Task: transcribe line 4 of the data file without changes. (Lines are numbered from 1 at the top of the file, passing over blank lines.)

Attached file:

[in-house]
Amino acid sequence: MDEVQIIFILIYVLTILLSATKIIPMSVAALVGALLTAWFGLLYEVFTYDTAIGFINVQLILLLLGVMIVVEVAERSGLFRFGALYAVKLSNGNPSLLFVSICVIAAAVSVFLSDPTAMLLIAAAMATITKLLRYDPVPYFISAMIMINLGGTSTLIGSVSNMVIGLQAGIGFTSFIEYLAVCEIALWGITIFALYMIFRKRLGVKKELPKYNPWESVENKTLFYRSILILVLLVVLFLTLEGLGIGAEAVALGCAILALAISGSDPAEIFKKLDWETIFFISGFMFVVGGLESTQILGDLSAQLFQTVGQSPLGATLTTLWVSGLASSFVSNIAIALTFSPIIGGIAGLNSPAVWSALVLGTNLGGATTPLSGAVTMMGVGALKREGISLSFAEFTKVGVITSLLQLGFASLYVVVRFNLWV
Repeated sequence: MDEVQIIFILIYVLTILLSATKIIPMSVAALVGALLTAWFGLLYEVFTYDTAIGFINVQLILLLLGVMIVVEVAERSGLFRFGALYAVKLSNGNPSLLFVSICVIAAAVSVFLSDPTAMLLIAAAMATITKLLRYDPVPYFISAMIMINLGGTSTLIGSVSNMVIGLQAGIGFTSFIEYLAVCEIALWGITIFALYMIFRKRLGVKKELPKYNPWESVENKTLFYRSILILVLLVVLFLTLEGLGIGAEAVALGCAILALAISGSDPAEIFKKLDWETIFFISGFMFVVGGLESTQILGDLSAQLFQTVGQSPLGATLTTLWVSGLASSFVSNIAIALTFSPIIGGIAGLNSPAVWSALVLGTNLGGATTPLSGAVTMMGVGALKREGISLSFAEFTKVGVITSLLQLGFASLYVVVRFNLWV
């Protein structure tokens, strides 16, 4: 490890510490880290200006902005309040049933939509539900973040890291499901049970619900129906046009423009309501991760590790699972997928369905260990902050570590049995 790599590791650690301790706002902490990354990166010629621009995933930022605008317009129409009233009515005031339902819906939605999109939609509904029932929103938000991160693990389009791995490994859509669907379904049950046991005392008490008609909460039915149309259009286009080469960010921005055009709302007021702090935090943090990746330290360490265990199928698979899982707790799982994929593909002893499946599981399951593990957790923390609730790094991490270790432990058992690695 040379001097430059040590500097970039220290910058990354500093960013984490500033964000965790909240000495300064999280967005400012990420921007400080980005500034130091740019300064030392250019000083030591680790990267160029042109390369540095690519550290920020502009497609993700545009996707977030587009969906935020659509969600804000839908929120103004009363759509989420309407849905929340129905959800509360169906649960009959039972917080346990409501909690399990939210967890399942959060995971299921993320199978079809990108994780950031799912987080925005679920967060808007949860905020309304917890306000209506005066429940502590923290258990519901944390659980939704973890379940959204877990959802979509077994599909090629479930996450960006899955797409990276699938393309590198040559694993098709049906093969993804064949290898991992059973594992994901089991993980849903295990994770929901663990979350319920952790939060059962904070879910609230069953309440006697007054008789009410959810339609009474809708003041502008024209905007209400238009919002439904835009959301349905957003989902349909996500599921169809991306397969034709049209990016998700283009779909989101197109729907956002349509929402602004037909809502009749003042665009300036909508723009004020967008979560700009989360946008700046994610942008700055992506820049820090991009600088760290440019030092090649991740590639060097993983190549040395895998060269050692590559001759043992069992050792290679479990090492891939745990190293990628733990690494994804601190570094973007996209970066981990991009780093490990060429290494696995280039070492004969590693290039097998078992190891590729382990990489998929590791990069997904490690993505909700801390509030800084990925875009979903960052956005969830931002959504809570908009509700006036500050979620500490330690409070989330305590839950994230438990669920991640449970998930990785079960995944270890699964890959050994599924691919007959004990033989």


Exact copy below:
């Protein structure tokens, strides 16, 4: 490890510490880290200006902005309040049933939509539900973040890291499901049970619900129906046009423009309501991760590790699972997928369905260990902050570590049995 790599590791650690301790706002902490990354990166010629621009995933930022605008317009129409009233009515005031339902819906939605999109939609509904029932929103938000991160693990389009791995490994859509669907379904049950046991005392008490008609909460039915149309259009286009080469960010921005055009709302007021702090935090943090990746330290360490265990199928698979899982707790799982994929593909002893499946599981399951593990957790923390609730790094991490270790432990058992690695 040379001097430059040590500097970039220290910058990354500093960013984490500033964000965790909240000495300064999280967005400012990420921007400080980005500034130091740019300064030392250019000083030591680790990267160029042109390369540095690519550290920020502009497609993700545009996707977030587009969906935020659509969600804000839908929120103004009363759509989420309407849905929340129905959800509360169906649960009959039972917080346990409501909690399990939210967890399942959060995971299921993320199978079809990108994780950031799912987080925005679920967060808007949860905020309304917890306000209506005066429940502590923290258990519901944390659980939704973890379940959204877990959802979509077994599909090629479930996450960006899955797409990276699938393309590198040559694993098709049906093969993804064949290898991992059973594992994901089991993980849903295990994770929901663990979350319920952790939060059962904070879910609230069953309440006697007054008789009410959810339609009474809708003041502008024209905007209400238009919002439904835009959301349905957003989902349909996500599921169809991306397969034709049209990016998700283009779909989101197109729907956002349509929402602004037909809502009749003042665009300036909508723009004020967008979560700009989360946008700046994610942008700055992506820049820090991009600088760290440019030092090649991740590639060097993983190549040395895998060269050692590559001759043992069992050792290679479990090492891939745990190293990628733990690494994804601190570094973007996209970066981990991009780093490990060429290494696995280039070492004969590693290039097998078992190891590729382990990489998929590791990069997904490690993505909700801390509030800084990925875009979903960052956005969830931002959504809570908009509700006036500050979620500490330690409070989330305590839950994230438990669920991640449970998930990785079960995944270890699964890959050994599924691919007959004990033989």